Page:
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Shocker: Carcieri (hearts) talk radio

Is it really news, as Kathy Gregg reports today, that Governor Carcieri loves talk radio? I suppose so, given how "the memo" encouraged him to go around the ProJo in communicating with the public. The bottom line, as noted in fewer words by Linda Levin and Darrell West, is that while talkers generate political discussion, they don't tend to have a broad impact on elections.

Talk radio is where the voters are,” says Michael Harrison, publisher of Talkers magazine. “So right there, by being on talk radio, you get to the part of the population … that is the true electorate.”

With Carcieri barred by term-limits from running for reelection, former GOP chairman Kehew sees another possible impetus: his approval ratings plunged from 59 percent in January to 44 percent in the last Brown University poll in September. “Maybe that’s why he’s going on the radio. He thinks he needs to sharpen that image up.”

Others — including Linda Lotridge Levin, chairwoman of the University of Rhode Island journalism department — question the wisdom of relying too heavily on one medium.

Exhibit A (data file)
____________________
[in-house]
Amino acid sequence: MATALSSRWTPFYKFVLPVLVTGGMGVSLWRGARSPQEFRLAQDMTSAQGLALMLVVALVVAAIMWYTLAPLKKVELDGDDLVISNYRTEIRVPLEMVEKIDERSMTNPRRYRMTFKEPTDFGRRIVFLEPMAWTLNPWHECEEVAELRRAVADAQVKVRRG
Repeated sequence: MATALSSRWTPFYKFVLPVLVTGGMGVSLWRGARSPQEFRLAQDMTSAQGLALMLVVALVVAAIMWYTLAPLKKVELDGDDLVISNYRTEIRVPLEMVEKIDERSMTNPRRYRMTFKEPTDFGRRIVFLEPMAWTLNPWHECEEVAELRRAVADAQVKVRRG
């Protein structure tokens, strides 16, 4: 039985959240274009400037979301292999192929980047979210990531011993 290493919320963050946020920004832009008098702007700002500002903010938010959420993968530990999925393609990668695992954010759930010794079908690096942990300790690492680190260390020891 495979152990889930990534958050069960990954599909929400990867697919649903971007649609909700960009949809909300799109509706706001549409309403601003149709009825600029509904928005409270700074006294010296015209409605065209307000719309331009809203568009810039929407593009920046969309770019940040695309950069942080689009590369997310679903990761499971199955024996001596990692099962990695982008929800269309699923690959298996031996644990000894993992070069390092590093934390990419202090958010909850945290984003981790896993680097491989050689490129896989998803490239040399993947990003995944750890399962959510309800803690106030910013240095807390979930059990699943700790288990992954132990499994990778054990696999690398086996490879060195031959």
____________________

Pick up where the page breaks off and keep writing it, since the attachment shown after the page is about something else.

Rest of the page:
“What he is doing is preaching to the choir. The choir likes him and he doesn’t have to deal with any tough questions. Good public relations? Yes. Good government? Not necessarily,” observes Levin, who has a new book out on Franklin Delano Roosevelt, the 1940s-era master of radio as a medium to soothe and inform a worried public.

“Talk radio listeners tend to be older and more conservative in their political views,” says Brown University political science Prof. Darrell West, so for Carcieri “talk radio is a good way to rally the base. But the governor cannot reach the full cross-section of voters through radio.”

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